There was a poor woodcutter, so tired of his life that, according to the story, he found nothing but misery in it. One day he went to the forest to work and, as usual, began to complain about his luck. At that moment Jupiter appeared with lightning in his hand and exasperatedly said:

“What can I give you to make you stop complaining?”

So great was the horror of the woodcutter that he said:

—I want nothing; I wish nothing.

“Don’t be afraid,” answered Jupiter. So many are your complaints that I want to help you. Do not forget my words: you will see your first three wishes come true, whatever it is you wish for. Choose what can make you happy and completely satisfied, and since your happiness depends on you, think carefully before formulating your wishes.

Pronounced these words, Jupiter disappeared. The woodcutter, overjoyed, shouldered the logs; never before had his burden been so light. Giving wings to joy, he returned to his house, saying to himself in the meantime:

“I have to think long and hard before I make a wish.” The case is important and I want to take advice from my wife.

As soon as he entered his cabin, he shouted:

—My little wife, light a good fire and prepare an abundant supper because we are rich, but very rich; and such is our happiness that all our wishes will be fulfilled.

Hearing these words, the woman began to make castles in the air, but then she said to her husband:

“Beware that our impatience harms us.” Let’s proceed calmly and first consult with the pillow, which is a good advisor.

—I think the same, but let’s not miss dinner and bring something to drink.

They dined, drank, and sitting by the fire, the woodcutter exclaimed, leaning heavily on the back of his chair:

“Ahaha!” With this fire we need a stick of sausage. How I would like to have it at my fingertips!

Hardly had he uttered these words than his wife saw to her great surprise a very long sausage come out of the chimney. She cried out in horror, but realizing that the adventure was due to the ridiculous wish made by her husband, she got angry with him and did not stop scolding him:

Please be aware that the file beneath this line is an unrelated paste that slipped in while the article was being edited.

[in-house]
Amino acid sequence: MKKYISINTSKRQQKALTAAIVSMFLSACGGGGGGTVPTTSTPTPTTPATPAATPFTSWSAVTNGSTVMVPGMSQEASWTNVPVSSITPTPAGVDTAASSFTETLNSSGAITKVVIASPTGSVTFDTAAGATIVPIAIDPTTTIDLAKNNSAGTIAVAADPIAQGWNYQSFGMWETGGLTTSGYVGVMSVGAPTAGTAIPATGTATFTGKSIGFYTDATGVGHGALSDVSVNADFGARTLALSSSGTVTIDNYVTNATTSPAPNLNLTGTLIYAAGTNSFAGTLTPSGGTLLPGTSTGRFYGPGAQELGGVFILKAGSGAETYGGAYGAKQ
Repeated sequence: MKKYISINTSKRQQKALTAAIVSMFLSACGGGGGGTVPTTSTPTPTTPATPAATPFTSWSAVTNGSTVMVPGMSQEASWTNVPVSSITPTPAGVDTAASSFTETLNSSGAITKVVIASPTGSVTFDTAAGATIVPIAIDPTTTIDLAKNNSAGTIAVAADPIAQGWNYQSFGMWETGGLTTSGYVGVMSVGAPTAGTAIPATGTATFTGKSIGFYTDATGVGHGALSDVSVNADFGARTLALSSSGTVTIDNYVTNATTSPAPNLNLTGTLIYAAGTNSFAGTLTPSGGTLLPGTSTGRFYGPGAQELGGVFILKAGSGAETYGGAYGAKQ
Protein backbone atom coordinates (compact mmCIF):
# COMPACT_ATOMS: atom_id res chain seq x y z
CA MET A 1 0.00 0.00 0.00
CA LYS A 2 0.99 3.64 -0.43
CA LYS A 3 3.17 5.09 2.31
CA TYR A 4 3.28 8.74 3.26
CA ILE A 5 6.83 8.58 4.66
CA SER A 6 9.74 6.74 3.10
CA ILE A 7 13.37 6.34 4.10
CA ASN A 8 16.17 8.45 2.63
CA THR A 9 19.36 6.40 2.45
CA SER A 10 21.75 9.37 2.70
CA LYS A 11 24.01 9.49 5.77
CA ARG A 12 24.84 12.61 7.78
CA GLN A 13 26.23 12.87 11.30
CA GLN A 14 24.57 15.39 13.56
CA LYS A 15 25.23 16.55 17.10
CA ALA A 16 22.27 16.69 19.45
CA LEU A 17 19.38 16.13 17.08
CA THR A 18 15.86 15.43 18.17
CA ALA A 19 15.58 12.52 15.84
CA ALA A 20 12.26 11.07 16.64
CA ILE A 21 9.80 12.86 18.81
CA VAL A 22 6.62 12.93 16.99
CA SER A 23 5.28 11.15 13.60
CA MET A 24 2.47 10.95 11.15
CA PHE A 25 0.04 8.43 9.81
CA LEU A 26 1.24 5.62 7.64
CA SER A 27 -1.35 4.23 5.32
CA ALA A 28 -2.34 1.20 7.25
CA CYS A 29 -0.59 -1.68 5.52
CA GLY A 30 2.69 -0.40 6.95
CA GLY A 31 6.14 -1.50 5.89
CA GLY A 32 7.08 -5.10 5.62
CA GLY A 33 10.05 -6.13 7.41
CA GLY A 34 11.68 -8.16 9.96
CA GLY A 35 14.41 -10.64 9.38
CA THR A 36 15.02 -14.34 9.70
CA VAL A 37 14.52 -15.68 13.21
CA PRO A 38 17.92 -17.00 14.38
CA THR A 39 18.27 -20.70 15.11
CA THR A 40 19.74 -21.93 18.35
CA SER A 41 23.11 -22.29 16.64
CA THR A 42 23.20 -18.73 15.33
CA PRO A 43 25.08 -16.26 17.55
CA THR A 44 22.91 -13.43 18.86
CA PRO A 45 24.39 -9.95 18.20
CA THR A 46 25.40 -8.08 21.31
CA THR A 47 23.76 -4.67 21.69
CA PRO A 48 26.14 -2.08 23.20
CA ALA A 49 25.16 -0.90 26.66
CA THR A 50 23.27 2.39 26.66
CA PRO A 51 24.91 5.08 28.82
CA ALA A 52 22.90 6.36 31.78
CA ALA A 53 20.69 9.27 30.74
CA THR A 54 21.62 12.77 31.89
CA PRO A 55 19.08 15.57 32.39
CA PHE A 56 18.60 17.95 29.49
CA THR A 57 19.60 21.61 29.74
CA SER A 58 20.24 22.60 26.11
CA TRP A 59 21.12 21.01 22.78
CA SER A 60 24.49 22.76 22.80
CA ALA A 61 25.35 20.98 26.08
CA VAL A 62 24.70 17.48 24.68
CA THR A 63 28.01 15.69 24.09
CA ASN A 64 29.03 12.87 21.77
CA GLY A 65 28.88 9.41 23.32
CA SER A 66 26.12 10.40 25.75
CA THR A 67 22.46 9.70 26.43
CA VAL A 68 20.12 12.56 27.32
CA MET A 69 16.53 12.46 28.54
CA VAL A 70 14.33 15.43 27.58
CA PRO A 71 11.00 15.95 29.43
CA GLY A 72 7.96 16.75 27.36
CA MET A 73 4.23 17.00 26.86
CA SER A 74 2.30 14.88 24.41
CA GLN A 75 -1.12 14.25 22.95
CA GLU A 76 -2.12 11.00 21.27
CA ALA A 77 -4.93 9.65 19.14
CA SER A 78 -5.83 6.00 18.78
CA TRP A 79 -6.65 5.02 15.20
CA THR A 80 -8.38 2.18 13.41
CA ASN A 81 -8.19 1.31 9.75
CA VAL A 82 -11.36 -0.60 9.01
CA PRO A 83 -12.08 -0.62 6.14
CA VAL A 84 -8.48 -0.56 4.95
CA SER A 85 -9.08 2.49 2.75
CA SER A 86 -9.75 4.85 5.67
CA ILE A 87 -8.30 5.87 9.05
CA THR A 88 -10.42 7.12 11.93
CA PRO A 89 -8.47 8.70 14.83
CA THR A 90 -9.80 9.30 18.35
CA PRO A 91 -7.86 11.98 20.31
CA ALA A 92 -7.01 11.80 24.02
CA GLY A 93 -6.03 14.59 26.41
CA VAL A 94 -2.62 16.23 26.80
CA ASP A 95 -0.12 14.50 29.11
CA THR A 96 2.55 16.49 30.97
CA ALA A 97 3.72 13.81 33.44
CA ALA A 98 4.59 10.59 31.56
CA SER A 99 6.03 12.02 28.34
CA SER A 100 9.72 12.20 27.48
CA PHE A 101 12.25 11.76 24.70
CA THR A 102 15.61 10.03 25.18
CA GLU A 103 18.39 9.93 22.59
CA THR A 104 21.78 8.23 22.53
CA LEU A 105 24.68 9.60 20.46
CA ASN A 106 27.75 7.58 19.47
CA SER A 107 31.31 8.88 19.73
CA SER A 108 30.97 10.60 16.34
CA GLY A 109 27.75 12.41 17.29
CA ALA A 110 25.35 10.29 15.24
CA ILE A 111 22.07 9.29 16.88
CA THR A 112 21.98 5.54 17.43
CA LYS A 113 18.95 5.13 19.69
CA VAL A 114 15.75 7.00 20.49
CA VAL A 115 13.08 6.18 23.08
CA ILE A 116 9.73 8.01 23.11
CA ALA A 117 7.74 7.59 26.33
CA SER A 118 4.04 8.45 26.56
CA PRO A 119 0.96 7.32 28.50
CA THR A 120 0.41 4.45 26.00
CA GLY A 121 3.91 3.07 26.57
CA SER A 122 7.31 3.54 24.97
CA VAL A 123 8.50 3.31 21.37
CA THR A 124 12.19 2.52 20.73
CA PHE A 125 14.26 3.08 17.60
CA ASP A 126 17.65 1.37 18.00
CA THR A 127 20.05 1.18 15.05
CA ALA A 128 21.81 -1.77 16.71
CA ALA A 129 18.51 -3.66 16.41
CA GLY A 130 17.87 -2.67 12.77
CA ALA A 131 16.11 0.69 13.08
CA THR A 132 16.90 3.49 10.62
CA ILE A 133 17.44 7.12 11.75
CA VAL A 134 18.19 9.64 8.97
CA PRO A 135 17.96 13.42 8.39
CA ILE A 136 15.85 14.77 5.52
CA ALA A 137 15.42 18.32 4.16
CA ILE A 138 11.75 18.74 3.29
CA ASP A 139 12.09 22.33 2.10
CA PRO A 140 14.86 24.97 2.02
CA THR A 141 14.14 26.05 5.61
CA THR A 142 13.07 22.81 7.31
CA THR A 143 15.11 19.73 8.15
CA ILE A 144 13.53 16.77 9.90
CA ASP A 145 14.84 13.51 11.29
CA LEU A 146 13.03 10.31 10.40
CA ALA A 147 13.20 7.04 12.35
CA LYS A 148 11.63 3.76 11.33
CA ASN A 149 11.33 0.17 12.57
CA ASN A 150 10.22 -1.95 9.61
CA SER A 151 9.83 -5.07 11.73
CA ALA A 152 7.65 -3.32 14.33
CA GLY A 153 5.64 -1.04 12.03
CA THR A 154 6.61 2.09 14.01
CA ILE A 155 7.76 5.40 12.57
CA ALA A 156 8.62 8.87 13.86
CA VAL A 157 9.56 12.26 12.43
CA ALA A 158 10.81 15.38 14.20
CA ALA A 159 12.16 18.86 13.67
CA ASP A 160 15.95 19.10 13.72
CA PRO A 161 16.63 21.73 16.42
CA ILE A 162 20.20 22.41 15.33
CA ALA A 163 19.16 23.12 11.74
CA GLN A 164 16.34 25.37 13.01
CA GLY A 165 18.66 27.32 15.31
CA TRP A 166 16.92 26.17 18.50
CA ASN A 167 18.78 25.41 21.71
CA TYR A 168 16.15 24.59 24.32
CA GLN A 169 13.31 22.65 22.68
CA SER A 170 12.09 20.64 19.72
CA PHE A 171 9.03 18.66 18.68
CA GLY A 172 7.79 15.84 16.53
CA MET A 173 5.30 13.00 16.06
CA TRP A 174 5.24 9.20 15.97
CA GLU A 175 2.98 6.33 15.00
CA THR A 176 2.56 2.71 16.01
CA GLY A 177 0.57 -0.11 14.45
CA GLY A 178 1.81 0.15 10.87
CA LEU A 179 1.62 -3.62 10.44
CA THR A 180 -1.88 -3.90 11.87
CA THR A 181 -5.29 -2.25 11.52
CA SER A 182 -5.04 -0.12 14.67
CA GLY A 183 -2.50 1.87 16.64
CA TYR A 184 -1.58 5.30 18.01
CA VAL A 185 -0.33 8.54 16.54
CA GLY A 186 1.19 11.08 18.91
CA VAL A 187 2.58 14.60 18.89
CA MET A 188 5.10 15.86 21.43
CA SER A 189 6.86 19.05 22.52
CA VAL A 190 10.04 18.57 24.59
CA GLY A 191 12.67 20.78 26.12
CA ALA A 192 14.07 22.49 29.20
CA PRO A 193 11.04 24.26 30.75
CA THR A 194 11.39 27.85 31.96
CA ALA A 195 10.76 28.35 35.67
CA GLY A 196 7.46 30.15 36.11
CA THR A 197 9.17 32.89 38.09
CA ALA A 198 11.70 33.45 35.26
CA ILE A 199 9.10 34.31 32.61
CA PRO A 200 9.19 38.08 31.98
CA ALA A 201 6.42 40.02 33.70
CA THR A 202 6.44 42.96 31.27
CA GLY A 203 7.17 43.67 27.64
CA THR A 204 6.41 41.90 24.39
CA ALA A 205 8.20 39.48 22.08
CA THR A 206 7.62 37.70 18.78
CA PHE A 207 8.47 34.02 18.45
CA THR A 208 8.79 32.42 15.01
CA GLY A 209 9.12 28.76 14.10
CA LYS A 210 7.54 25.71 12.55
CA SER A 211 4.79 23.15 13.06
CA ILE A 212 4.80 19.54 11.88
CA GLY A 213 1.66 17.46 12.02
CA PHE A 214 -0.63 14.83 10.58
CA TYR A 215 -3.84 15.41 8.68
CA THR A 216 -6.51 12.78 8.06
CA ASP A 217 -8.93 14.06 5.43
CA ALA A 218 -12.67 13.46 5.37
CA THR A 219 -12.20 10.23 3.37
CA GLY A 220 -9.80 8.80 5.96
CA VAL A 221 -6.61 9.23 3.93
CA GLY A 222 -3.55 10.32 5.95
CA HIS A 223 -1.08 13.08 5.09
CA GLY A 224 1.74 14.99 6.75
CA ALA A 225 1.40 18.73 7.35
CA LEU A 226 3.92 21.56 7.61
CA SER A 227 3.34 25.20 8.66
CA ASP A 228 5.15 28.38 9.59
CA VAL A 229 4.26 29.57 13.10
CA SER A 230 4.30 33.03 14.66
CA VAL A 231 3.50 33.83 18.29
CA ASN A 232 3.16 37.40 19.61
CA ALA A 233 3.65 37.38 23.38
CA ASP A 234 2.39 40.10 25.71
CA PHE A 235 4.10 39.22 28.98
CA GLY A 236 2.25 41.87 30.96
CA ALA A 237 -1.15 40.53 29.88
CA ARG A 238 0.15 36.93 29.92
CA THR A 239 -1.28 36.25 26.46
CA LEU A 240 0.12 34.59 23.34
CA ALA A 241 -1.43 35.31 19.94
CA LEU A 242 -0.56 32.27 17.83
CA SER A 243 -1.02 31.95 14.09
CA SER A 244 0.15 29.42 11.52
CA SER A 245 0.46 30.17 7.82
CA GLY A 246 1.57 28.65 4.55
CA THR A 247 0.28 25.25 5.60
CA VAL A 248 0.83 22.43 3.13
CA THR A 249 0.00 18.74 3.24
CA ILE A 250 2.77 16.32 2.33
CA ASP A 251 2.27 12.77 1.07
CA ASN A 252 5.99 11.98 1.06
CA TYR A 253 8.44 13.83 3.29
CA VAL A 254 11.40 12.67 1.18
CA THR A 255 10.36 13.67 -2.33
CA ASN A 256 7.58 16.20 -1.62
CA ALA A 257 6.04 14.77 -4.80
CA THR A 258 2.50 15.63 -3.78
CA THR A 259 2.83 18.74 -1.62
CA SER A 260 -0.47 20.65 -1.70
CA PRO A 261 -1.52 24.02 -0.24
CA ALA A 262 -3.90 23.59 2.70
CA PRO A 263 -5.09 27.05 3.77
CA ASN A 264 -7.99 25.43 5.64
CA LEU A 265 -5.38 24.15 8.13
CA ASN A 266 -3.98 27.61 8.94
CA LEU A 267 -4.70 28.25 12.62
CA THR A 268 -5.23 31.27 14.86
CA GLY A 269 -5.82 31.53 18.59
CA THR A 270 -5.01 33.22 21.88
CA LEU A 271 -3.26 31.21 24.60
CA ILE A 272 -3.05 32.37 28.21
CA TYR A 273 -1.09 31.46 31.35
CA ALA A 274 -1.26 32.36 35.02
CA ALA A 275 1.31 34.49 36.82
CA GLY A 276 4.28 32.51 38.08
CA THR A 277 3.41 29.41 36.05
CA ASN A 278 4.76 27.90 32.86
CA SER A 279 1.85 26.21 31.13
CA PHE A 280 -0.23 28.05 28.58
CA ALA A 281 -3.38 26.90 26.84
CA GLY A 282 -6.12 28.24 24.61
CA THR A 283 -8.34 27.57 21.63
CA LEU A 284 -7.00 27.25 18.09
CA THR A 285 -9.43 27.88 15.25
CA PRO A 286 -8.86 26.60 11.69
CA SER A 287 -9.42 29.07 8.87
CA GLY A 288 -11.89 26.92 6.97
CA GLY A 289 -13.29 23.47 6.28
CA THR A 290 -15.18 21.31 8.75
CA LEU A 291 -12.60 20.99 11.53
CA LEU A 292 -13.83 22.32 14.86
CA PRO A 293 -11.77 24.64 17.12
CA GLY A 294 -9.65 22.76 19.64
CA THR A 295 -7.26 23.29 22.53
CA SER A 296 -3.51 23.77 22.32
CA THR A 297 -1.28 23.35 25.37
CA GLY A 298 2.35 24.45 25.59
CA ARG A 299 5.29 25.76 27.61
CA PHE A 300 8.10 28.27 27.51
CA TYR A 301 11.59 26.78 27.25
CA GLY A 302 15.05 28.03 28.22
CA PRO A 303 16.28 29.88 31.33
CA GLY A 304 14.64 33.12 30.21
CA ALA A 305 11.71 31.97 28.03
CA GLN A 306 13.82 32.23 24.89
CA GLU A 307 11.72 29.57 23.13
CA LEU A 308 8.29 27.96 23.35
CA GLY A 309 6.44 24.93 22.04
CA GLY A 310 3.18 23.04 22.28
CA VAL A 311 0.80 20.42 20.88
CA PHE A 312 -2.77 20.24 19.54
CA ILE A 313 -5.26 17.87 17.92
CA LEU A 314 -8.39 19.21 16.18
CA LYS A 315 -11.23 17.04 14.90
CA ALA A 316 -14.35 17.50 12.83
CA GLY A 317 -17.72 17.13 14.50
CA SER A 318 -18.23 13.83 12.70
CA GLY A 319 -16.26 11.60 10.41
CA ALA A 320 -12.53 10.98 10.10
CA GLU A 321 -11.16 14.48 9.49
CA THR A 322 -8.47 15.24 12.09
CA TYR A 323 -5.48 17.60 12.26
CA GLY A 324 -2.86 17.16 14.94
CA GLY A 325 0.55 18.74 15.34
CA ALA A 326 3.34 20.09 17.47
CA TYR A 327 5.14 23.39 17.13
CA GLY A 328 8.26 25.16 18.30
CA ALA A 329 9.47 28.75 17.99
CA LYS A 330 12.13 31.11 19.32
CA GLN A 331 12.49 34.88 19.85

“We could have had gold, pearls, diamonds, elegant suits,” he added, “and you are such a fool that it has occurred to you to wish for such a thing.”

—Silence woman; I recognize my fault and I will try to amend it.

“It is necessary not to have intelligence to do what you have done,” the woman said without measuring her words.

So much was the insistence of the woman that the man lost his calm. As despite his pleas she would not shut up, he exclaimed furiously:

“Unfortunate sausage that has untied your tongue; so it will hang you by the nose so that you will shut up!

Said and done, the sausage was left hanging from the nose of the woodcutter’s wife.

Fulfilling the wish, the woman was speechless with astonishment and the woodcutter with his mouth open and scratching his neck. Both remained silent, until the woman murmured:

-What will we do?

“Only the third wish remains to be made,” replied the woodcutter. I can become a king, but what queen are you going to be with three inches of nose? Take your pick, woman: either a queen with that nose longer than a week without bread, or a woodcutter’s wife with a nose like yours.

They argued a lot before resolving, but since his gaze could not be separated from the sausage and with each gesture it moved like a branch at the impulse of the hurricane. He preferred the woman to remain without a throne and to have the nose of before; and once the woodcutter made his wish, her wife returned to being as she was, which did not prevent him from raising his hand to her face to convince himself that the sausage had disappeared.

The woodcutter did not change his position, he did not become a great potentate, he did not fill his purse with treasures, and yet he felt very happy using the last of the three wishes to give his wife back the nose that she once had.